Discovery Could Help Find Alzheimer’s Cure

Scientists from MGH have pinpointed a protein that they think leads to Alzheimer's.


Brain photo via Shutterstock

In February, we reported on research that says rates of Alzheimer’s disease will triple in the next 40 years. It’s scary stuff, but a new discovery from Massachusetts General Hospital could shed new light on how to treat the debilitating disease.

Dr. Rudolph Tanzi, a neurogeneticist from MGH, and his team found that an excess of the protein CD33 in the brain prevents a protein called beta-amyloid from being removed from the brain, causing a build up of plaque that eventually leads to Alzheimer’s. Tanzi says in a report from the National Institute of Mental Health (NIMH):

“Too much CD33 appears to promote late onset Alzheimer’s by preventing support cells from clearing out beta-amyloid containing plaques,” said Tanzi in a release issued by NIMH. The same release quotes Thomas R. Insel, M.D., Director of NIMH, as saying, “These results reveal, for the first time, a potentially powerful mechanism for protecting neurons from damaging toxicity and inflammation in brain disorders.”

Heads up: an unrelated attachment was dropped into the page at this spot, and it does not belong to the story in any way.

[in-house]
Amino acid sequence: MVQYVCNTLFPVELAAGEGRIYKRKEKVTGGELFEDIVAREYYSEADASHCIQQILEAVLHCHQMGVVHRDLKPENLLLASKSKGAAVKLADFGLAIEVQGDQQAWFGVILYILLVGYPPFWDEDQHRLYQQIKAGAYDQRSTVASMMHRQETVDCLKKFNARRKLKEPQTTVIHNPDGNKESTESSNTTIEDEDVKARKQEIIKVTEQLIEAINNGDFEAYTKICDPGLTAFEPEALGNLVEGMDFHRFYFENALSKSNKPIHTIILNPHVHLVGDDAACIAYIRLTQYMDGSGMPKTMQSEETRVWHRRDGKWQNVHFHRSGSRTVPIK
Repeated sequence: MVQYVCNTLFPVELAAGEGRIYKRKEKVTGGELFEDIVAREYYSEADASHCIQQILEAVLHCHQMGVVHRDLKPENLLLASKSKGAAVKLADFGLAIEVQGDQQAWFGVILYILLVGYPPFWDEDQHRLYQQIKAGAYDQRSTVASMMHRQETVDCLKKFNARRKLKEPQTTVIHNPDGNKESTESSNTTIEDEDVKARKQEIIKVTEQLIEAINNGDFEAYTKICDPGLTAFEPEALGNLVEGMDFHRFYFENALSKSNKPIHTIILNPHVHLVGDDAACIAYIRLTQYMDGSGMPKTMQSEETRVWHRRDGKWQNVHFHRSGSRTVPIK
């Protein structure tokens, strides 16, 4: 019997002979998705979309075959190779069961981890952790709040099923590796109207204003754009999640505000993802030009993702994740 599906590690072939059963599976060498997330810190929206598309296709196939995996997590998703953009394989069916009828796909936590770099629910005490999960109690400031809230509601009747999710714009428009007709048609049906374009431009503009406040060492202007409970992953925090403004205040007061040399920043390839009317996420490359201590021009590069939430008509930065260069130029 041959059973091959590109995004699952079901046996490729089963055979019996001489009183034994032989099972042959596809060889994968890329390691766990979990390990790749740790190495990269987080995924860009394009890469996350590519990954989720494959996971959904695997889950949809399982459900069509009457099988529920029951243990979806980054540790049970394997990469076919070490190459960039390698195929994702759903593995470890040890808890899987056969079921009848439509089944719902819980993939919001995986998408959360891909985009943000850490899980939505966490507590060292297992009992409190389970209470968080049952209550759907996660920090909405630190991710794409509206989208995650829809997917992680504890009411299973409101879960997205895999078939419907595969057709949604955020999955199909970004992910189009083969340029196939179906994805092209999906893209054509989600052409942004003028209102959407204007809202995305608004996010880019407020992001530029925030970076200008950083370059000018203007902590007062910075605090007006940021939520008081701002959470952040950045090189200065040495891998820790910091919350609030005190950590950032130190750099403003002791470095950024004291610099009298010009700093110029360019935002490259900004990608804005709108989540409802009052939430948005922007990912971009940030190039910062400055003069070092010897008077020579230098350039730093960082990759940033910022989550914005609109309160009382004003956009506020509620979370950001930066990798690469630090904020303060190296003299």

The researchers also found that levels of CD33 were especially high in microglial cells, a type cell responsible for clearing out waste and dangerous substances—including beta-amyloid— from the brain, leading them to believe that CD33 impaired their ability to function properly. They backed up that hypothesis further by turning off the CD33 gene in mice, which caused a drop in beta-amyloid and other plaques associated with Alzheimer’s.

So what this all means is that if scientists can pinpoint a way to target the CD33 gene when developing pharmaceuticals, they may be able to stop or slow the onset of Alzheimer’s. The NIMH report says:

Collectively, these findings suggest that CD33 is a key mediator of beta-amyloid accumulation in the brain. The results imply that blocking CD33 would enhance the brain’s ability to clear beta-amyloid more efficiently, reducing downstream AD [Alzheimer’s Disease] pathology. Tanzi’s team is now trying to identify drugs that can inactivate CD33 as novel means for treating and preventing AD.

One other thing to keep in mind: Though the numbers and reports about Alzheimer’s can be shocking, you can do your part to make sure you don’t get it. Tanzi told us last December that protecting yourself from Alzheimer’s is largely in your control. “One of the biggest misconceptions about Alzheimer’s is that if you have a family history, you’re going to get it,” Tanzi says.“Lifestyle can make a difference regarding risk.”